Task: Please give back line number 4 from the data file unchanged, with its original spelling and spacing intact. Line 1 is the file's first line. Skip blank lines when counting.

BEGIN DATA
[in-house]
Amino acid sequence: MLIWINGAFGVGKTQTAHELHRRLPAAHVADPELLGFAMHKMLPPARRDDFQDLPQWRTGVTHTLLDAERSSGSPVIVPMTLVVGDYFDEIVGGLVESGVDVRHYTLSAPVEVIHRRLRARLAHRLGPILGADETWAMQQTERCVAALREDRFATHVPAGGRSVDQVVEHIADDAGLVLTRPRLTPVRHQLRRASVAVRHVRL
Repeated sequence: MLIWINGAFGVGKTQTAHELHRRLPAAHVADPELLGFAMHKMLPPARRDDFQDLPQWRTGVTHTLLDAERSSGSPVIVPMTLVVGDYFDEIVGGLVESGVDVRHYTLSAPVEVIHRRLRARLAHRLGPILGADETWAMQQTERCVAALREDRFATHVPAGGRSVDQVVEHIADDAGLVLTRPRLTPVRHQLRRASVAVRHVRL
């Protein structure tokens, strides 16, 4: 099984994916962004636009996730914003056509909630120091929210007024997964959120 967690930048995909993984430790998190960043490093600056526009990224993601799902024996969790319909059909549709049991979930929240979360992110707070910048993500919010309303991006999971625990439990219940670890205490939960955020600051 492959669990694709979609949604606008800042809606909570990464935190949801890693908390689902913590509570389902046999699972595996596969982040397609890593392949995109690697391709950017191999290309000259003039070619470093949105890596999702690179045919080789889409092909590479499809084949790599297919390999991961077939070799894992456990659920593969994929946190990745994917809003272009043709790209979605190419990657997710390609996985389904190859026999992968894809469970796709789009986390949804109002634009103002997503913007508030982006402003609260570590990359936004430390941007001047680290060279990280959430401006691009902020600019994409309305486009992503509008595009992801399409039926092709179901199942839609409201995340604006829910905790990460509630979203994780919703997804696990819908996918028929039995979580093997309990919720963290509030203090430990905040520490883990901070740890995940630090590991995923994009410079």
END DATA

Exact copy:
């Protein structure tokens, strides 16, 4: 099984994916962004636009996730914003056509909630120091929210007024997964959120 967690930048995909993984430790998190960043490093600056526009990224993601799902024996969790319909059909549709049991979930929240979360992110707070910048993500919010309303991006999971625990439990219940670890205490939960955020600051 492959669990694709979609949604606008800042809606909570990464935190949801890693908390689902913590509570389902046999699972595996596969982040397609890593392949995109690697391709950017191999290309000259003039070619470093949105890596999702690179045919080789889409092909590479499809084949790599297919390999991961077939070799894992456990659920593969994929946190990745994917809003272009043709790209979605190419990657997710390609996985389904190859026999992968894809469970796709789009986390949804109002634009103002997503913007508030982006402003609260570590990359936004430390941007001047680290060279990280959430401006691009902020600019994409309305486009992503509008595009992801399409039926092709179901199942839609409201995340604006829910905790990460509630979203994780919703997804696990819908996918028929039995979580093997309990919720963290509030203090430990905040520490883990901070740890995940630090590991995923994009410079």